When someone gives to a church, amazing things can happen. People meet Jesus. Lives are changed. Communities are transformed.
But giving money to a church isn’t the beginning of generosity. Generosity enables ministry, but ministry includes helping people develop a generous heart and live in a way that prioritizes God-honoring financial stewardship and generosity.
Recent statistics have shown that 75–90% of church members do not tithe. They’ve also shown that 64% of givers say establishing trust is essential before donating. This suggests that building relationships is a key part of activating generosity, and this is an action that churches have an opportunity to tap into.
But helping your people live generous lives goes beyond asking them to give. How can you best plan and utilize the opportunities you have to talk to people about generosity?
That’s where our generosity framework comes in.
The generosity framework is a simple exercise that helps you conceptualize all of your generosity-related ideas and plans for your church. It provides a foundation for outlining what to do and is a great starting point for your planning process.
We created it to give church leaders a resource that emphasizes the multiple necessary parts of building a generous church culture. Our generosity framework focuses on three essential areas: helping, asking, and thanking.
Part I: Helping People
This part of the generosity framework is space for a church to focus on giving before they receive. Part one of the generosity framework is for showing, not just telling (or asking).
Of course, churches provide many resources for their people. But when it comes to finances, a key element in encouraging generosity is showing generosity toward people and teaching them how to live a generous life.
This showing and teaching can include forming a benevolence ministry that’s complete with policies and a team in place to make it happen.
Helping people can look like hosting financial classes at the church or organizing small groups that work through a Christian finance book together.
It can be outreach to local schools and organizations, which allows your church to see God’s heart for generosity toward others and one way their giving impacts the community when they give to the church.
However you decide to help people financially as a church, plan every step of it. Put finance classes on the calendar. Find people in your church who work in finance or are passionate about it to lead small groups. Set aside a month for giving to and volunteering at a local organization. Let people see generosity in action through their church.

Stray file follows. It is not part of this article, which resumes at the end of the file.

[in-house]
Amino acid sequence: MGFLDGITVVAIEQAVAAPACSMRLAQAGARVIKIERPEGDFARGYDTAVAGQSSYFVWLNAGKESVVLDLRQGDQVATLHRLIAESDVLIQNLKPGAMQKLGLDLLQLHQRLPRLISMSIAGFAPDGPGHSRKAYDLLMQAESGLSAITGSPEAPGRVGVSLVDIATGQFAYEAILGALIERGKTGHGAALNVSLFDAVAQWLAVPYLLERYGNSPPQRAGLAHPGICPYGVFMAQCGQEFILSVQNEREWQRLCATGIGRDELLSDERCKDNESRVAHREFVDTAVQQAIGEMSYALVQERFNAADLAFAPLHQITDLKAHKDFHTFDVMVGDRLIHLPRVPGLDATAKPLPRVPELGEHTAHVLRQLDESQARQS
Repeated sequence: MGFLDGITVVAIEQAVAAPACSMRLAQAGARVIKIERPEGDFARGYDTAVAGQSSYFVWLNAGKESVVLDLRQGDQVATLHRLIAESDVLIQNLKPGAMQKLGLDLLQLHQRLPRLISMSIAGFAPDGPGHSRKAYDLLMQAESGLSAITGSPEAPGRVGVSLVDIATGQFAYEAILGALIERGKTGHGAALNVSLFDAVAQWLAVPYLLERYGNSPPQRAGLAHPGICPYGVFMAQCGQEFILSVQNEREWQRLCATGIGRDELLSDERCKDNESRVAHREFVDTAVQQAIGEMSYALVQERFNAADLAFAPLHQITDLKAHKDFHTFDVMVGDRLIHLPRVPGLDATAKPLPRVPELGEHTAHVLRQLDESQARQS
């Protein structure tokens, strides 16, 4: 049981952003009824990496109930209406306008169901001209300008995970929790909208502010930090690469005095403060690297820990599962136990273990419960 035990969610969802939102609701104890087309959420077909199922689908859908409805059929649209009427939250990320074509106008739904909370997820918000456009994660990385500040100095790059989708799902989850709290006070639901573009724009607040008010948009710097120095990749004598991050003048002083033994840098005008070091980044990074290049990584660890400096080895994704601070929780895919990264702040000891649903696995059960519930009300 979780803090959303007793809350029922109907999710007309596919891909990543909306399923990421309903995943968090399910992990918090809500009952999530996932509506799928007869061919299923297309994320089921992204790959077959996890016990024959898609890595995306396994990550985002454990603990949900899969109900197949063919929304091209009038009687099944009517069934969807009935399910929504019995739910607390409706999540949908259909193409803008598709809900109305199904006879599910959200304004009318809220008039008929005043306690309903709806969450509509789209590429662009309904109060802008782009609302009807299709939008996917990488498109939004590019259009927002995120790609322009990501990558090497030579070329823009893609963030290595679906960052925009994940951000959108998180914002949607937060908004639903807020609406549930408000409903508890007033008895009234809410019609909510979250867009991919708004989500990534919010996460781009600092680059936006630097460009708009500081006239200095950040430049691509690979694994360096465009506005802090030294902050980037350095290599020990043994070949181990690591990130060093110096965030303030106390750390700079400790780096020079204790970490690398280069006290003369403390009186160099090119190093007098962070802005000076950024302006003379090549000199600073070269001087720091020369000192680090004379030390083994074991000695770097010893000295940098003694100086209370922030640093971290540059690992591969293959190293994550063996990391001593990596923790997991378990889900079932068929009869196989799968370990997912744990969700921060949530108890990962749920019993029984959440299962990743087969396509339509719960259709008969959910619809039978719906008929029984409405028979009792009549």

Part II: Asking People
Once you have a plan in place to help people with their finances and their understanding of generosity, the next step is to outline how to ask them to give to the church.
If you give the same speech about giving every Sunday before the offering time, people will start to tune it out. But if you have a comprehensive plan to ask people in personalized, strategic ways, you’re more likely to get their attention and their “yes.”
In the first part of the generosity framework, you helped people understand that their “yes” to giving is really a “yes” to God and what He wants to do through the church. In part two, you use multiple channels to remind people of how the church stewards finances and specific needs that the church is raising funds for.
One way you can plan to ask people is by tying the ask to a story of someone in the church or community who was blessed by their giving. Share it on a Sunday either verbally from the stage or through a video. Or schedule coffee chats with people and have a conversation about the work the church is doing and the financial resources that are needed to accomplish it.
Running a big capital campaign isn’t the only time you can make a specific ask of people. Make stories of generosity a regular part of your church service and your conversations inside and outside of church.
Part III: Thanking People
From church volunteer appreciation to thanking key donors, never underestimate the power of a simple “thank you.” The third piece of our generosity framework is all about creating opportunities to thank people for their generosity. And helping people feel appreciated can play a major part in encouraging them to continue giving.
Choose which methods you’ll use to show appreciation and use our generosity framework template as a space to plan “when” and “how.” For example, thank you notes are a simple but noble method for thanking givers in your church. How soon after their giving will they receive a note in the mail? Who is responsible for executing that process?
Don’t hesitate to think outside the box and go beyond thank you notes. Plan to host events for the purpose of thanking people and sharing the impact their giving has made. Consider creating a newsletter that is only sent to regular givers with exclusive updates on how the church is stewarding finances and how their generosity is helping.
The most important function of our generosity framework is to help you create a solid plan for encouraging generosity in your church. Use it to examine your current practices and get strategic and organized to define ways to improve them. Apply what you’ve learned to outline how to help people live generously, intentional methods to ask people to give, and special ways to thank people.
Take the Next Step
If your current approach to teaching financial literacy and generosity hasn’t created a generous culture in your church, download the Generosity Framework Worksheet. This resource is simple but effective in helping you strategize and outline new ways to encourage generosity.